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Content Marketing In The Echo Chamber

“The best argument against democracy,” said Winston Churchill, “is a five-minute argument with the average voter.” It’s as true in the social/ digital realm as it is in politics. Sure, it’s wonderful that everyone has a global communications supercomputer in their pocket, and can bring mighty brands to their knees with their broken guitars and so on. But the leveling of the playing field has a dark side: It’s opened up pseudo-careers for a lot of charlatans hoping to get rich quick selling the magical elixir of social media.

They don’t get a lot of press, but you know whom I’m talking about: Self-proclaimed online marketing gurus, social media technicians, and digital brand consultants. They have no experience, but man, do they speak the lingo. They clog your LinkedIn inbox and + you to their Google circles; they follow one another on Twitter until their numbers are fashionably impressive. And there are lots and lots of them.

Missing from their bag of tricks, their slick profiles, and their canned comments, of course, is any know-how about actually doing content marketing such as creating great content and spreading it in ways that drive conversations and promote more sharing and spreading.

So they drift, zombie-like, from conference to conference looking for crumbs of consulting work, sniffing out the last unpaired-up clients to sell ‘em the same five or six boring truths, like how brands need to “get involved in the conversation.” And thanks to the democratizing magic of social media, they get to pretend they know what they’re doing on the world stage.

But understanding the language of social media doesn’t make you a practitioner any more than speaking French makes you a chef. Content marketing at its core — the good stuff we try to do whenever clients let us — is about engaging target audiences by producing things people actually want. Nothing more, nothing less. And if your content agency or partner isn’t actually doing that — helping brands to publish things people want — they are just creating white noise.

The art of content marketing, like any art, is easy to do badly. Digital democracy means social media experts will continue to hawk their wares,  which means agencies that actually practice it will continue to have to work that much harder to stand out and differentiate themselves from the social zombies. And in turn, brand managers will have to learn to be increasingly discerning or get taken in by the exaggerators, the inexperienced, and the outright charlatans.

Here are five quick ways you can kick the tires of any potential content marketing service providers to make sure they can actually help you reach your content goals.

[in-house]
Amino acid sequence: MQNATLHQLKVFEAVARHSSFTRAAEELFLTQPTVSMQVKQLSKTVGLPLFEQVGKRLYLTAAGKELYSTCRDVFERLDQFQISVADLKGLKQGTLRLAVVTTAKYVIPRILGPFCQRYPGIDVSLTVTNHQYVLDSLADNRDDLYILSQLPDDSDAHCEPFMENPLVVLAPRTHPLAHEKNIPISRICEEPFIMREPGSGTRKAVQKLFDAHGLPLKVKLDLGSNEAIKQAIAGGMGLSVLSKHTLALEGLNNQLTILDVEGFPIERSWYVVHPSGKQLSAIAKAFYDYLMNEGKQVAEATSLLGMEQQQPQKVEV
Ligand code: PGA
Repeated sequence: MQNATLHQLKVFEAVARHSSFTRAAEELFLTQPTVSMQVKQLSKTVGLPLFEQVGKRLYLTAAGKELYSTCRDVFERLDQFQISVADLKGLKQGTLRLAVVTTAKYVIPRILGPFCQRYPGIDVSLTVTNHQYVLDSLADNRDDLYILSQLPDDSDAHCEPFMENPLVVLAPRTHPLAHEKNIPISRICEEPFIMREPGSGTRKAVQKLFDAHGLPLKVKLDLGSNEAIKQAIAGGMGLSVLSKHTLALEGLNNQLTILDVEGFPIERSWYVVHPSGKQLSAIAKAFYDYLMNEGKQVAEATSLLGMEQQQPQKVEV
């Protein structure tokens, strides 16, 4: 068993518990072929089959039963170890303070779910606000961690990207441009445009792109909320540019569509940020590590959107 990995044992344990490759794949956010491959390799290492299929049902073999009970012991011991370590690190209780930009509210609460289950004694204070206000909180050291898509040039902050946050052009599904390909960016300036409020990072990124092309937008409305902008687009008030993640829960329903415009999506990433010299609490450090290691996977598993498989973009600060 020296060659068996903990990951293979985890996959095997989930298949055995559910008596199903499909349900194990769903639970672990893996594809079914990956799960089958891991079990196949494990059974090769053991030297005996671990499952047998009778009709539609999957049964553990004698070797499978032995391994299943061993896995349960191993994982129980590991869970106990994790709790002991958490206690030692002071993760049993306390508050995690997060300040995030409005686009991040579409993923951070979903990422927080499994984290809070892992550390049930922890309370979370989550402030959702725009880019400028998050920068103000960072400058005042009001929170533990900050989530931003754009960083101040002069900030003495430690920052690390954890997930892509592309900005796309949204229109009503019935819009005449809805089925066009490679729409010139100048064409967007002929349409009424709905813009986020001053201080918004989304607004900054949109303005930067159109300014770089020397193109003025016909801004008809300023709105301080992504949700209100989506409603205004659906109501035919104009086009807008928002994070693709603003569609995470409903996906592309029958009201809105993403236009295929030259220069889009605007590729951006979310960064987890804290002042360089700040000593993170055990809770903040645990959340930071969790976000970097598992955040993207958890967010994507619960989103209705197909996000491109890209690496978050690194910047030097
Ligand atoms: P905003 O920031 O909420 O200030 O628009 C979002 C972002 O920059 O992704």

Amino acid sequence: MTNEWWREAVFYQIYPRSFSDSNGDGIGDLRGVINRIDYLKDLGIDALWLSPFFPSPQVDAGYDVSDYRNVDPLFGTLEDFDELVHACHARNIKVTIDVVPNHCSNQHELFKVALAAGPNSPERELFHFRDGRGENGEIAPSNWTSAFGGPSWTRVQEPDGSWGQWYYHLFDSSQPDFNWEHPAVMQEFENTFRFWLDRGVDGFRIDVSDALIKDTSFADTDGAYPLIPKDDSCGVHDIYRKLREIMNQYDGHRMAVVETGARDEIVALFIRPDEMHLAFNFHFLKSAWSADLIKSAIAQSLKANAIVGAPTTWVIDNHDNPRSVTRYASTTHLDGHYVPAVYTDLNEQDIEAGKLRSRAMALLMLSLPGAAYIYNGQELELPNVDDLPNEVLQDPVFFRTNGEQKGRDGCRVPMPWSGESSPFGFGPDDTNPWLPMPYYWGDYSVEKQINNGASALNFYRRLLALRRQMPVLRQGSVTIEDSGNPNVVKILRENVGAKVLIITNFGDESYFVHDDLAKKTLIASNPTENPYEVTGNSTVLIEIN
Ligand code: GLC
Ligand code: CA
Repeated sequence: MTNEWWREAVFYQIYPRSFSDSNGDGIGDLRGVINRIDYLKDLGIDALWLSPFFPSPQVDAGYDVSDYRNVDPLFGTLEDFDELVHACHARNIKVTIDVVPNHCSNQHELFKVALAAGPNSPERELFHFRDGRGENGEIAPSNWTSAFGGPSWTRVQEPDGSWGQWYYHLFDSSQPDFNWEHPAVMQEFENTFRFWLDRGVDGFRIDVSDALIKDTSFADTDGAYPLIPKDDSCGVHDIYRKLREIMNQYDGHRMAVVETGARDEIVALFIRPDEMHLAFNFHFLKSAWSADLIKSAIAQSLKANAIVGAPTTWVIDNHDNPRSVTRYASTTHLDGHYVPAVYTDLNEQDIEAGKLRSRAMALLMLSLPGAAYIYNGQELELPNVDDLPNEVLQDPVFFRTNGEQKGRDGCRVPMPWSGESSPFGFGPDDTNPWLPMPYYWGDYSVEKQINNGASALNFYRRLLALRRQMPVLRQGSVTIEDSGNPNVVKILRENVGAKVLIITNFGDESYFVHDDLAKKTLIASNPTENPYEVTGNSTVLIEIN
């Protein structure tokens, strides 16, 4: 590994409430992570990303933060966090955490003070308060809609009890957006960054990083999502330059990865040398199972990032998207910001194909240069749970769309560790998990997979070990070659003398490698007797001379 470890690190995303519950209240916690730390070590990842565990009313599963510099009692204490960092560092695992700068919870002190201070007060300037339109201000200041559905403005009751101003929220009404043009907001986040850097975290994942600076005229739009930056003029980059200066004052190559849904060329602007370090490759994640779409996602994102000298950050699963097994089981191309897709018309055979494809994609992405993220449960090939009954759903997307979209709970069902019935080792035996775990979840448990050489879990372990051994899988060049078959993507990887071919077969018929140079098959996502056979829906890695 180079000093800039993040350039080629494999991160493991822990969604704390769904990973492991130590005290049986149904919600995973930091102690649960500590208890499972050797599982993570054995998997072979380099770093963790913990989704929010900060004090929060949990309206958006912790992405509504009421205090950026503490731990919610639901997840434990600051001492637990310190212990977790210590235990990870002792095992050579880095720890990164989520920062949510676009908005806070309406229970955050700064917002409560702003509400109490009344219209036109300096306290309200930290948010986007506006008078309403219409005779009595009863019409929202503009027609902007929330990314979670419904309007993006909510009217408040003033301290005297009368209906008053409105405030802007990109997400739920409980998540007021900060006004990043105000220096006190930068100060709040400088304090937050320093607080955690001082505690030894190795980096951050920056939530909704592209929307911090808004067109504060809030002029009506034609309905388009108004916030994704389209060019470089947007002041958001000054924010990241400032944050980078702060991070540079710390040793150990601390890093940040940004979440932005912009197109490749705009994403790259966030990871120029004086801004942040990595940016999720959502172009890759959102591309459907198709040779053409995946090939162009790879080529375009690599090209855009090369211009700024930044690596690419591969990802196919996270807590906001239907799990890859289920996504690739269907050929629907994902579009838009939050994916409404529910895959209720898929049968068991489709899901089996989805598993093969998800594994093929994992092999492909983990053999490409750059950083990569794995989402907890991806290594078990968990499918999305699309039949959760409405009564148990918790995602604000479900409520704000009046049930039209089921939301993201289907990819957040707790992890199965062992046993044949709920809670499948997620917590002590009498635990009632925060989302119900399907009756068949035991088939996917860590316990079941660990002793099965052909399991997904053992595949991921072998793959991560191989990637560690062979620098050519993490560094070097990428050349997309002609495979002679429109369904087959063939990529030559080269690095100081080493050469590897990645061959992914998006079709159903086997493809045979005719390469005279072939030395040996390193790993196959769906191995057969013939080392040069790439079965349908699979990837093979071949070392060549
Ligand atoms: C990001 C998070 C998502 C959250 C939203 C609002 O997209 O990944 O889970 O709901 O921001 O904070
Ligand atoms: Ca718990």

Google-stalk their staff
Content marketing is publishing, and pleasing people in the real world is a different beast than pleasing brand managers, (which is all the typical ad agency is really set up to do). Scour the web to see if any of the agency’s people have actually published anything such as  articles, books, comics, or even a blog about something besides marketing. Scour their bios — official and unofficial — and look for creative team members who have real-world publishing experience and marketing services team members with brand management experience. When you find both, you’ll know you’ve found an agency that is staffed up for real content marketing success.

Punch holes in their logo wall
The nature of marketing work is so fragmented these days that everyone’s got a “logo wall” slide of all the big corporations they’ve done some tiny bit of test work for. So interrupt the presentation and ask exactly what they did for, say, Coca-Cola. Odds are they didn’t do the Polar Bears, if you know what I’m saying. But if they actually did any of the brand’s content-based social media initiatives, you are on the right track.

Shake down their online profile
Content marketing is sort of unassailable at the theoretical level, but putting it in practice can be hard. So how do they put it into practice for their easiest client…themselves? Look at their owned media properties (their Facebook profile, blog, etc.): Do they publish any original content beyond paid brand work? If they don’t, they don’t truly believe in the value of the content marketing channel. They’re just paying lip service to the ideals of content marketing. And if they do have original content, but it doesn’t seem to have much value, don’t expect them to be able to produce better results for you.

Dive into the audience
Do a deeper dive into the audiences of their paid media sites and see who exactly is paying attention to their social media footprint. Don’t get hypnotized by their number of Twitter followers, for example,  that’s easy to game. Look at the followers themselves and see who’s there, what they’re saying, and whether they’re retweeting or otherwise showing evidence they are taking this content marketer seriously. If they are faking it for their existing clients, it’s a fair bet you’ll get the same treatment.

Ask to see a mistake
It’s a fast-changing world, and clients, agencies, and consultants are all learning on the job. Success today is about being nimble and  on the edge of what can be done today. If a content marketer can’t tell you an entertaining story of something they got wrong or something that didn’t work out, they’re either not being honest or they’re not playing close enough to the edge. Either one’s a bad sign.